Convicted of stealing millions from investors, a Winnetka man who declared himself so broke he was assigned a public lawyer is living on the 19th floor of a $2,600-a-month luxury resort and spa overlooking Florida's Gulf Coast.
Steven Green, 52, persuaded a federal judge to allow him to delay reporting to prison by a month — from Oct. 26 to Nov. 30 — so that he could move his wife to Pensacola Beach, Fla., before he begins his 78-month incarceration.
Some of those defrauded by Green are upset that he was allowed the sentencing delay and is biding his time on the pristine white sand beaches in sunny Florida.
"I understand that it is a very plush spa," said Robert Clarke, an attorney representing a woman who lost more than $250,000 by investing with Green. "I would just hope that the source of the funds is not any of his victims' funds."
Green cited his wife's mental health "special needs" and provided a Pensacola address to federal court that he described as "permanent" in order to serve his sentence at a federal prison there. The couple recently moved from Winnetka to the deluxe two-bedroom high-rise suite that faces the Gulf of Mexico and features eight pools within a gated, exclusive resort.
Green was convicted Aug. 25 of wire fraud, and was ordered by U.S. District Judge George Lindberg to repay $3.3 million to nearly two dozen people and businesses who invested funds with him. Green also was ordered to forfeit about $2 million and a Range Rover after the court found he had used his victims' money to afford a lavish lifestyle of travel and restaurants.
He has portrayed himself as bankrupt and has not paid taxes for at least two years, public records show.
But last week, Green and his wife, Tara Kersch Green, who has her own legal problems and has filed for bankruptcy, were found at the Portofino Island Resort. They have lived there for the last eight weeks with Tara's young daughter from a previous relationship.
Before hanging up on a reporter who called their suite, Green said, "My wife is here, and we are trying to get redesignated to Pensacola, and that is all I have to offer."
Confronted later at the resort, as they emerged from a green Mercedes sport utility vehicle toting their poodle, he and his wife declined to talk.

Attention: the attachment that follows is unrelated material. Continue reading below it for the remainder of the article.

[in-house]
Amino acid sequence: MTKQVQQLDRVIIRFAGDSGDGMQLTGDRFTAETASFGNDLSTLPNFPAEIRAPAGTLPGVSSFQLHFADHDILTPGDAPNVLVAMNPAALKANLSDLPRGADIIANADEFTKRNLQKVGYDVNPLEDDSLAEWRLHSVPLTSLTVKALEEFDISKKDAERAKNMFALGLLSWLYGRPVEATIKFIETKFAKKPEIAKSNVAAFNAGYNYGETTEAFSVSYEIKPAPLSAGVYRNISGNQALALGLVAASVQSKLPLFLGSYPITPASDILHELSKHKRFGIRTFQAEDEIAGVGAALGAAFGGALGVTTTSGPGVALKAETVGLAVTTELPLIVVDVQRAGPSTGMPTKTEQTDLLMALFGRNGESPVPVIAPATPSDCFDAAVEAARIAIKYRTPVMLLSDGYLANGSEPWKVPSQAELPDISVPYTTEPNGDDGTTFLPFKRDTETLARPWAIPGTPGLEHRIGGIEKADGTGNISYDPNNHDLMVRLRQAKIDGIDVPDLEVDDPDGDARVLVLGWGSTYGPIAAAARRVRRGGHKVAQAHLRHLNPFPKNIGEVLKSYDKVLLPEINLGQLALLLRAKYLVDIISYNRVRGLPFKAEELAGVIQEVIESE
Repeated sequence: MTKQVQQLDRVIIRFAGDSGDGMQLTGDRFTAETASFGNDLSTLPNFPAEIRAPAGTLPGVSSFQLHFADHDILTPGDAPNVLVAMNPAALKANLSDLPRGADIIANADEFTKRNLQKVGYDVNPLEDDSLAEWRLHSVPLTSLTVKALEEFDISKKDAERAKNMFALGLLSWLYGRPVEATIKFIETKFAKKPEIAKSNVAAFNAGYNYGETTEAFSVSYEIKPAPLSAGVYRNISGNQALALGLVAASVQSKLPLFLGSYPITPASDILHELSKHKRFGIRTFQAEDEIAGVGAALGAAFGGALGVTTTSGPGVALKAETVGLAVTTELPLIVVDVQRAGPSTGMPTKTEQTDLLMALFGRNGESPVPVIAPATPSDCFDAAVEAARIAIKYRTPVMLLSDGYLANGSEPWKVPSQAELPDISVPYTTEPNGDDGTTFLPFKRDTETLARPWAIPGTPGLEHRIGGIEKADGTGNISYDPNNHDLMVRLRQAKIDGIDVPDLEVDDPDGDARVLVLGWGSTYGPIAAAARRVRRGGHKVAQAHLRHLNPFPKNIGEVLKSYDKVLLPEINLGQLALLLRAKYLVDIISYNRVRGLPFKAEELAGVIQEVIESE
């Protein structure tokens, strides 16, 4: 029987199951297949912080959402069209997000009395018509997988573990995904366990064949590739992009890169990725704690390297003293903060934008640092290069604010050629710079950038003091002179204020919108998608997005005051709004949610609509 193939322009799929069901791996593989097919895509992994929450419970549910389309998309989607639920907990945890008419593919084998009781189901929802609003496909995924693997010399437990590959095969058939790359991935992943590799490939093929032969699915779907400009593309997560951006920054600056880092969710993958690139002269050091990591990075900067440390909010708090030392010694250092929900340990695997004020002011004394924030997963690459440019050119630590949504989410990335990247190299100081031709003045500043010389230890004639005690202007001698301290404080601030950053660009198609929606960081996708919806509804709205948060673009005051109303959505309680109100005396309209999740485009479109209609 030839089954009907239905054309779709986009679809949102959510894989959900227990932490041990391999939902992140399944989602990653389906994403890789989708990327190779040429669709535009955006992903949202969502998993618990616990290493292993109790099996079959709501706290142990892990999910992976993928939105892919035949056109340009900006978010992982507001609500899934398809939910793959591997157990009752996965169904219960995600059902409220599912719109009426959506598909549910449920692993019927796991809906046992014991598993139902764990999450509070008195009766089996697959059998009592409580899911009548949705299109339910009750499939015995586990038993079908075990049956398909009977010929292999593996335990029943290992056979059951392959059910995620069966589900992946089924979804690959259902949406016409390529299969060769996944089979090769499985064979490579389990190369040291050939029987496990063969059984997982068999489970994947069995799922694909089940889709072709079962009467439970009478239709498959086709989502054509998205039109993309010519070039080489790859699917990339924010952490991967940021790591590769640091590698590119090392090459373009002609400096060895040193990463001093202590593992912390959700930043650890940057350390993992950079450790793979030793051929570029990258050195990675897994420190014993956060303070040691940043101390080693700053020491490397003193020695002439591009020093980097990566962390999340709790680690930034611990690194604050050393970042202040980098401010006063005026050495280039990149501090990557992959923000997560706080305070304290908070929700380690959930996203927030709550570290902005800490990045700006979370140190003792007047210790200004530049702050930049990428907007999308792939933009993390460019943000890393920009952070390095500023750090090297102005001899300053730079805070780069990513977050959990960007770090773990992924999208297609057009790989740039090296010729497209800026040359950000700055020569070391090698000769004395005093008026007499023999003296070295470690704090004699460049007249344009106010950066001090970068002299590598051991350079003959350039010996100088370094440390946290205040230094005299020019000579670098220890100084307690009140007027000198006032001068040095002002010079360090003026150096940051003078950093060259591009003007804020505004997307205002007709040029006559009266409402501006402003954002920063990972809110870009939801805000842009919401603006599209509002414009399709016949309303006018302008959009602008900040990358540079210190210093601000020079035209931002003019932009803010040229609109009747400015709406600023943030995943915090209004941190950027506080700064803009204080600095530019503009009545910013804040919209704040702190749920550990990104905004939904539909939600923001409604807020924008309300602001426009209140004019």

"Honey, I think they have the wrong people," he said, before disappearing into one of Portofino's five towers that offer condominiums as well as rentals.
Federal authorities say there is little they can do about where Green resides before he begins his prison sentence.
Randall Samborn, spokesman for the U.S. attorney's office, said prosecutors have done their job and have no reason to question where Green is living now or why he is asking to transfer to the Pensacola prison.
"The discretion is entirely within the U.S. Bureau of Prisons," Samborn said. "It is not up to us to determine where someone will serve their sentence."
Edmond Ross, spokesman for the bureau, said the agency will consider Green's request to change prison locations after reviewing results of a presentencing investigation. The agency can't comment on his current residence in Florida, he said.
Green's attorney, who is paid with taxpayer dollars, has appealed the "reasonableness" of Green's sentence and has asked that he be allowed to return to the securities field. The current court order prohibits him from working in the field for three years following his prison sentence.
The attorney, Eugene O'Malley, of Chicago, could not be reached last week.
Meanwhile, Green has hired a private consulting firm that specializes in helping white-collar criminals prepare for incarceration in a bid to serve his sentence at Pensacola's federal prison rather than at the prison in Terre Haute, Ind., where he was assigned.
The firm, Federal Prison Consultants Inc., is an Orlando, Fla.-based company whose motto is "Helping Families Prepare for Incarceration since 2006." It sent a letter to the U.S. Bureau of Prisons from a licensed psychologist on Green's behalf. The psychologist stated that a former DUI conviction indicates that Green could benefit from an alcohol abuse program and lists the Florida resort as the couple's permanent residence, court records show.